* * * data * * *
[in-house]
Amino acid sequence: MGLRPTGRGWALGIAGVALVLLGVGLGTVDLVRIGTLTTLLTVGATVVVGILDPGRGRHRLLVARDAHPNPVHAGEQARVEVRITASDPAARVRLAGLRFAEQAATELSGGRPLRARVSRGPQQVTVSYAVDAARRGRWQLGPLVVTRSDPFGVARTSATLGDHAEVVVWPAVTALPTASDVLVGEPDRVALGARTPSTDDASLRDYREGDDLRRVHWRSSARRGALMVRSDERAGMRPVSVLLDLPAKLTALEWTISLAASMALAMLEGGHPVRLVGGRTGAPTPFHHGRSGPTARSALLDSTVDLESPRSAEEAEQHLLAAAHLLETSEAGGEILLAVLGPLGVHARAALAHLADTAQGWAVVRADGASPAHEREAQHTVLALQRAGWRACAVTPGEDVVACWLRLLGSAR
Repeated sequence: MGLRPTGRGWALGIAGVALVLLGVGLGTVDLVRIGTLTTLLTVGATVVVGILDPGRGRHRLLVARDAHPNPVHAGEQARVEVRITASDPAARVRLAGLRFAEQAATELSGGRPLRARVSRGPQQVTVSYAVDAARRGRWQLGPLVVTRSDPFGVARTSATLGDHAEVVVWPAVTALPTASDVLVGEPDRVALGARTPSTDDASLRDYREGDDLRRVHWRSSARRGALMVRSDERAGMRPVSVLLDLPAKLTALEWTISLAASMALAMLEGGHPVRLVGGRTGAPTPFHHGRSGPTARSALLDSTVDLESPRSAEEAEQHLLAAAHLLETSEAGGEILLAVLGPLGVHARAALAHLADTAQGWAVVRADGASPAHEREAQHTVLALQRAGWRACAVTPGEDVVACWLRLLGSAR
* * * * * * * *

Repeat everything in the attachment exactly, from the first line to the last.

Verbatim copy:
[in-house]
Amino acid sequence: MGLRPTGRGWALGIAGVALVLLGVGLGTVDLVRIGTLTTLLTVGATVVVGILDPGRGRHRLLVARDAHPNPVHAGEQARVEVRITASDPAARVRLAGLRFAEQAATELSGGRPLRARVSRGPQQVTVSYAVDAARRGRWQLGPLVVTRSDPFGVARTSATLGDHAEVVVWPAVTALPTASDVLVGEPDRVALGARTPSTDDASLRDYREGDDLRRVHWRSSARRGALMVRSDERAGMRPVSVLLDLPAKLTALEWTISLAASMALAMLEGGHPVRLVGGRTGAPTPFHHGRSGPTARSALLDSTVDLESPRSAEEAEQHLLAAAHLLETSEAGGEILLAVLGPLGVHARAALAHLADTAQGWAVVRADGASPAHEREAQHTVLALQRAGWRACAVTPGEDVVACWLRLLGSAR
Repeated sequence: MGLRPTGRGWALGIAGVALVLLGVGLGTVDLVRIGTLTTLLTVGATVVVGILDPGRGRHRLLVARDAHPNPVHAGEQARVEVRITASDPAARVRLAGLRFAEQAATELSGGRPLRARVSRGPQQVTVSYAVDAARRGRWQLGPLVVTRSDPFGVARTSATLGDHAEVVVWPAVTALPTASDVLVGEPDRVALGARTPSTDDASLRDYREGDDLRRVHWRSSARRGALMVRSDERAGMRPVSVLLDLPAKLTALEWTISLAASMALAMLEGGHPVRLVGGRTGAPTPFHHGRSGPTARSALLDSTVDLESPRSAEEAEQHLLAAAHLLETSEAGGEILLAVLGPLGVHARAALAHLADTAQGWAVVRADGASPAHEREAQHTVLALQRAGWRACAVTPGEDVVACWLRLLGSAR